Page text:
How to file for disability, Filing for SSI
Disability Requirements, Disability Status
How long is the wait?, Disability Application
The Social Security List of Impairments
Qualifying for Disability, Mental Disability
Disability Lawyer Info, Disability Back Pay

Who knows more about Social Security Disability?

I had a conversation with another individual who was once affiliated with the Social Security Disability system and the question came up -- Who knows more about Social Security Disability? Lawyers? Disability examiners? Social Security field office claims reps? In actuality, there's no easy answer to such a question.

Disability Lawyers, as opposed to disability examiners and claims reps, typically know much more about the hearing process, particularly when it comes to the nuts and bolts operation of the disability hearing offices with which they must deal on a routine basis. And when it comes to filing a disability appeal beyond the ALJ (administrative law judge) level, lawyers have substantially more knowledge, simply because CRs (claims reps) have little to do with these appeal steps and examiners have nothing to do with these appeal steps.

When it comes to the medical processing end of an application for Social Security Disability or SSI, of course, a disability lawyer or a social security claims rep will have scant knowledge of the way things work. But this is what most disability examiners do on a daily basis (order medical records, review them, consult with unit psychologists and medical doctors, make functional capacity assessments, and make decisions on cases). And without ever having done the job, neither a lawyer nor a claims rep would ever have the ability to understand how cases are really developed at a DDS (disability determination services).

By and large, disability examiners probably know the most about disability case development at the initial claim and reconsideration levels. At the hearing level, lawyers and non attorney claimant's representatives have the advantage.

However, when it comes to the area of how a Social Security Disability or SSI claim gets started in the first place, no one knows as much as a claims rep. After all, these individuals are the ones who take applications, interview disability claimants for the first time, and, in the case of SSI, have to research issues regarding income and resources.

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Related pages:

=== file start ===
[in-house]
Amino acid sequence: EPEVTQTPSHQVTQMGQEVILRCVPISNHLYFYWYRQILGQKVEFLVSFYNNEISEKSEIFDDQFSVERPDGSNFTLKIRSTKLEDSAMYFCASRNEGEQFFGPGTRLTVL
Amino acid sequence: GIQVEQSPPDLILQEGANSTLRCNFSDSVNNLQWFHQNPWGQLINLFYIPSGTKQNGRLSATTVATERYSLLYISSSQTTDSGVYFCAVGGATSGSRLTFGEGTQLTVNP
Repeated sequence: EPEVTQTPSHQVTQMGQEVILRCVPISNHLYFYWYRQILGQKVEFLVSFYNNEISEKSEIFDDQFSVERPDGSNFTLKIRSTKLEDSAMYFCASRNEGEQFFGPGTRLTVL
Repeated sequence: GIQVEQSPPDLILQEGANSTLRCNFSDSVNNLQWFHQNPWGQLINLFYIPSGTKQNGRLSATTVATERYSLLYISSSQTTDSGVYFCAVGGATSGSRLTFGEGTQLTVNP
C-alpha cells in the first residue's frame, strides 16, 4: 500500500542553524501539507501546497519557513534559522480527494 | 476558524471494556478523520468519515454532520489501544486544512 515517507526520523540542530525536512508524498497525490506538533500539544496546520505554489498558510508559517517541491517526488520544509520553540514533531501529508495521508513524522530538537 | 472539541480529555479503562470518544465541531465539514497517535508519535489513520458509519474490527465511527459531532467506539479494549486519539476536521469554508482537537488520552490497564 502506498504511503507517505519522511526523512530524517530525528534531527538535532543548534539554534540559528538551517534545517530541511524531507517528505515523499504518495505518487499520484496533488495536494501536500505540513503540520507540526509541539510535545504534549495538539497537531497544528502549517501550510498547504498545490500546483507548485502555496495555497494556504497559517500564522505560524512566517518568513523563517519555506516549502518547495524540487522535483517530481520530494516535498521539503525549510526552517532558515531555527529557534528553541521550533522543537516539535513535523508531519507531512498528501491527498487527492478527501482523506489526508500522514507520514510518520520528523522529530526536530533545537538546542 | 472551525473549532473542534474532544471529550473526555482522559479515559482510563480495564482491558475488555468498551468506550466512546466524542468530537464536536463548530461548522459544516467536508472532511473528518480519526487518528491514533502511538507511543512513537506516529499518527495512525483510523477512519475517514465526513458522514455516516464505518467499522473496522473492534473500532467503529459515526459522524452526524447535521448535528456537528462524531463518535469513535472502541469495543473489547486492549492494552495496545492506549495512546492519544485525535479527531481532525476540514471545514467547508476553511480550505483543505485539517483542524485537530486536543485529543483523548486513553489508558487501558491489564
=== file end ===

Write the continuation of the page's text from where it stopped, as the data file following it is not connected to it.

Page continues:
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How to File for SSI
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These pages provide answers to basic questions about pursuing disability benefits

What Mental Problems Qualify for Disability?
Disability for a mental condition
Tips for Filing for disability
Financial Help Filing For Disability
Checklist for filing for disability, SSI or SSD
Qualifying for disability benefits, how to qualify for SSD or SSI
Filing a disability application: the steps
Disability award notice, how long it takes to get benefits
How to Apply for Disability - Where do I go?
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How to check my disability claim status?
Can a disability attorney speed up a disability case?
SSI disability Award Letter
How long to get approved for disability?
How to apply for disability benefits
How long does disability back pay take?
What are qualifications for getting disability?
What medical conditions can you file disability for?
Disability Lawyer help questions
Social Security Attorneys, Disability Representatives

For the sake of clarity, SSDRC.com is not the Social Security Administration, nor is it associated or affiliated with SSA. This site is a personal, private website that is published, edited, and maintained by former caseworker and former disability claims examiner, Tim Moore, who was interviewed by the New York Times on the topic of Social Security Disability and SSI benefits in an article entitled "The Disability Mess" and also by the Los Angeles Times on the subject of political attempts to weaken the Social Security Disability system.

The goal of the site is to provide information about how Social Security Disability and SSI work, the idea being that qualified information may help claimants pursue their claims and appeals, potentially avoiding time-consuming mistakes. If you find the information on this site helpful and believe it would be helpful to others, feel free to share links to its homepage or other pages on website resource pages, blogs, or social media. Copying of this material, however, is prohibited.

To learn more about the author, please visit the SSDRC.com homepage and view the "about this site" link near the bottom of the page.